The good news is that the next recession shouldn't occur until about 2019. We have a good three to four years before we'll be peering into some abyss. The bad news is that the stock market usually, (but not always) is a forward indicator of weakness in the economy. Stock prices are supposed to reflect what investors expect to be future earnings of companies. If signs on the horizon indicate a slowing down of the economy, then it stands to reason that stock prices can be expected to decline before the recession itself reaches full force. They start rising during the worst of the economic malaise.
Professionals struggling to predict the future of economic factors obviously don't wait until the actual event. They use high-school calculus (remember the first and second derivatives?) to identify times when a rate of change in the direction of a line plotting an economic component is speeding up or slowing down. For example, when a component of the economy is rising and the rate of that rise is increasing from period to period, this represents an indication of a continuing rise. If the rate of change begins to taper off, even while the line is still moving upward, this is the first indication that the direction of the line will reverse before long. It's the first hint of what the future may bring.
So this brings us to our friends at the Institute of Trend Research or ITR Economics back in New Hampshire. This is the company in the business of predicting future economic events for almost forty years with a high probability of success. Their leading indicators point to a slowing of grown overall, but with growth still occurring nonetheless. In their view, what would trigger the beginning of a bear market in stocks would be two successive quarters of Gross Domestic Product decline. Based on where we are in the current business cycle, that is not expected to happen for awhile since the RATE of growth is the only thing declining at the moment.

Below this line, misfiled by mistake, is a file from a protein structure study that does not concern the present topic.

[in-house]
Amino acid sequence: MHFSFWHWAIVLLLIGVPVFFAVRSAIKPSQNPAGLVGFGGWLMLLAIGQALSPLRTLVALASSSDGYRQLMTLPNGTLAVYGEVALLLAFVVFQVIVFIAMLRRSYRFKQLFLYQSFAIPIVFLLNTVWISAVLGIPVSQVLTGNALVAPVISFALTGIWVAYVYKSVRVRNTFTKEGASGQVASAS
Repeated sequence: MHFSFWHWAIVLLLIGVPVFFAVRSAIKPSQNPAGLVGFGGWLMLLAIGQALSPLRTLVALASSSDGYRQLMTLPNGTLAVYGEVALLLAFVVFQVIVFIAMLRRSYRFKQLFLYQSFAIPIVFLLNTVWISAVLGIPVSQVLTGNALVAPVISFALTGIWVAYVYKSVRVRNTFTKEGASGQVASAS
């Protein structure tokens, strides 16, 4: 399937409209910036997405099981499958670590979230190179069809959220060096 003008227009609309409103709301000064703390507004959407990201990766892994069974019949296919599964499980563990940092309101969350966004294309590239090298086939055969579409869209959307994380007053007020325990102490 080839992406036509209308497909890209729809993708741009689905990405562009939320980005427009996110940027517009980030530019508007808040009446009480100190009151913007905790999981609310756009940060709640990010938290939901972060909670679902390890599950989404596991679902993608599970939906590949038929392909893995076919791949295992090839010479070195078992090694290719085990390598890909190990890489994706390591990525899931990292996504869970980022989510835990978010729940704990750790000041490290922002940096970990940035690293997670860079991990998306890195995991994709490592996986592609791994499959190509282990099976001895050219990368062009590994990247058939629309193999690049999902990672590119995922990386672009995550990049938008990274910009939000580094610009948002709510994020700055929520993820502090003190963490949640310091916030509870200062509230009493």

Meanwhile, other stock market considerations include the basic fact that we are now in the seventh year of a sustained bull market and only two times in the past 85 years has this been the case. Starting in the 80's, the market generated positive gains for twelve years in a row.
For some, a better test for corporate performance can be the direction of sales --- the top line as opposed to bottom-line profits. While American companies registered their most profitable year in history last year, there is a concern now that sales are beginning to taper off. Part of this problem is attributable to the energy industry which saw its total revenues drop by one third last year. This reduces total S&P 500 sales by 5 percent. Minus energy, there was actually a gain of about 2 percent, so the tapering off is largely attributable to a single industry.
"The market rises on a wall of worry," so the saying goes, and having issues to worry about comes with the territory of investing in equities. Trying to factor in all these moving parts can give us headaches. The thought we want to hold as amateur investors is that we can insulate ourselves from these shifting sands with a combination of the right investments and the right mindset.
Large companies that pay dividends reduce the impact of market sell-offs. For example, in 2008 the average dividend of the S&P 500 suddenly bounced from about 2 percent to 4 percent as stock prices shrank by 50 percent. Dividends per share held up. Moreover, the stock market is so resilient that we have had only three calendar years in the last forty when the market for the year actually finished more than 12 percent lower that its value at the start of the year. An appreciation of this history, then, combined with value-oriented, dividend-producing stocks, is the financial equivalent of dropping a tab of Ambien --- as today's aging "hippy" might say.